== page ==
University of Southern California

USC Marshall Marketing Professors Keep the Next Generation of Scholars on Track

It isn’t easy getting accepted into the doctoral program of the USC Marshall School of Business marketing department. Out of the 100 or so hopefuls who apply each year, only two or three are chosen. Who sifts through those many applications to discover the hidden gems? That would be the Ph.D. coordinators, Professors Sha Yang and Anthony Dukes.

“Being admitted is just the very first step,” said Yang, a professor of marketing who will be taking over the role of Ph.D. coordinator from Dukes, an associate professor of marketing with an expertise in the economics of marketing strategies. “One of the key jobs in this role is to help screen and select the right candidates.” Very few applicants have the necessary ingredients to successfully undertake five to six years of rigorous study, all of it under the spotlight of discerning faculty, she said.

It’s tough to make the cut. Yang says applicants need a strong academic background with demanding classes, excellent grades, high test scores and impressive letters of recommendation, ideally from a notable scholar under whom they have worked. “We are looking for early signals about their ability to conduct rigorous research,” she said.

A successful candidate interested in the consumer behavior side of marketing might bring a background in psychology or sociology, for example, said Dukes. A quantitative student will bring a math or economics expertise. “Our Ph.D. program places a significant emphasis on training high-level academic researchers,” he said. “This isn’t about learning how to best market the latest product.”

The Ph.D. coordinator helps newly admitted doctoral students navigate the maze of dissertation discovery, research seminars and coursework until they successfully finish their dissertation and are awarded the doctorate, usually in five to six years. The coordinator helps the students meet important milestones in their progress and ensures they are paired with the ideal faculty adviser for their particular areas of research. It’s a time-consuming but important role. And it pays off for the students.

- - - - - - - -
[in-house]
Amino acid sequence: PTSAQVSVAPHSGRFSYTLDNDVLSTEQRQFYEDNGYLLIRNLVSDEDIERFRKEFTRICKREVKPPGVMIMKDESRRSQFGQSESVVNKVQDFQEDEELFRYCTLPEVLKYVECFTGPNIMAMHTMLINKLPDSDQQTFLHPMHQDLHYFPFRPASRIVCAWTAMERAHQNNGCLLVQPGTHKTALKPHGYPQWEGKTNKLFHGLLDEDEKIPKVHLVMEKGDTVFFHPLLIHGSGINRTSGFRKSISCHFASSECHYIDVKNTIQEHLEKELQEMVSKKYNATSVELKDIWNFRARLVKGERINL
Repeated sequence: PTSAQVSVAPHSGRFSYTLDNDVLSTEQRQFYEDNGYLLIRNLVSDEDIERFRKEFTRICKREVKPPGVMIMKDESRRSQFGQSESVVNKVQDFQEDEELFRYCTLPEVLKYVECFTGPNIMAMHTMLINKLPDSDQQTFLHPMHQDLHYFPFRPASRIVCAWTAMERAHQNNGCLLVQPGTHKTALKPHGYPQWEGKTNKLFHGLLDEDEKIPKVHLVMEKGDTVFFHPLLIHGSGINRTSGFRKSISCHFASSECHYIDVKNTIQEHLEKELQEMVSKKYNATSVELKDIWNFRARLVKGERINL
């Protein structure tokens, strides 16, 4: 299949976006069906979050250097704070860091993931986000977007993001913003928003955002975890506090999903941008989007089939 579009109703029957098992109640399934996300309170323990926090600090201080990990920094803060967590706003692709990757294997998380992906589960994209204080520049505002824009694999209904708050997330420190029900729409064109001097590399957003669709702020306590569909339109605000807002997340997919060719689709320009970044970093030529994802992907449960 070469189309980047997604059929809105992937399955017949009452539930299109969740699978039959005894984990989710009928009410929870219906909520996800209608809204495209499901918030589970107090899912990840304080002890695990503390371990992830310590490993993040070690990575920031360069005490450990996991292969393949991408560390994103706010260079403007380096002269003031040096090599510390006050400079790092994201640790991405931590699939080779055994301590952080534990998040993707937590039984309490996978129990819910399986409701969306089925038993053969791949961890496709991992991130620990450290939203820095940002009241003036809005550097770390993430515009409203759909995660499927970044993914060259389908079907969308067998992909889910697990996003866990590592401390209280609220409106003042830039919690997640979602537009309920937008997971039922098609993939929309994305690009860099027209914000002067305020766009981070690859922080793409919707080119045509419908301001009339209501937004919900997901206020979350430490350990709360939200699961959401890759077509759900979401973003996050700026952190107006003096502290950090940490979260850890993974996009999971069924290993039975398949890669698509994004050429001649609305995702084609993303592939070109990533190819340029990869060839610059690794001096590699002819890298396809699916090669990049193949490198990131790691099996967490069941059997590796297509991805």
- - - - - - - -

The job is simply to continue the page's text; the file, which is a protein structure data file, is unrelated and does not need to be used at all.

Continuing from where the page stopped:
Arianna Uhalde, a Ph.D. student studying consumer psychology and behavior, recently helped conduct research on brand betrayal with two prominent professors; Deborah MacInnis, the Charles L. and Ramona I. Hilliard Professor of Business Administration and a professor of marketing, and Valerie Folkes, the Robert E. Brooker Chair of Marketing and professor of marketing. Both are experts in branding and consumer behavior.

“The Ph.D. Coordinator assigns each student with input from both the student and faculty,” said Uhalde. “Because of this process, I had the opportunity to work with Valerie during my first semester and Debbie during my second semester.” She was listed as a co-author along with MacInnis and Folkes on a research paper titled, “Brand Betrayal: The Dark Side of Brand Attachment.”

Recent graduates have landed at marketing departments at the University of Minnesota’s Carlson School of Management, the University of North Carolina’s Kenan-Flagler Business School and the University of Washington’s Foster School of Business, said Dukes.

Yi Zhu Ph.D. ’13, now an assistant professor of marketing at the University of Minnesota, credited Dukes with not only keeping him on track, but mentoring him through issues large and small.

“He responded to me with care and concern, no matter how busy he himself might have been at the time,” said Zhu. “I can’t remember how many times I went to him with what might have seemed to be trivial research questions for him but were big hurdles for me.”

Although he is handing the reins to Yang, Dukes will still advise doctoral students. Yet he says he will miss tracking their progress from their first days through to their commencement. “To watch these students as they learn how to conduct research is just so enjoyable,” he said. “To watch them harness their ideas into something that becomes new knowledge is incredibly gratifying.”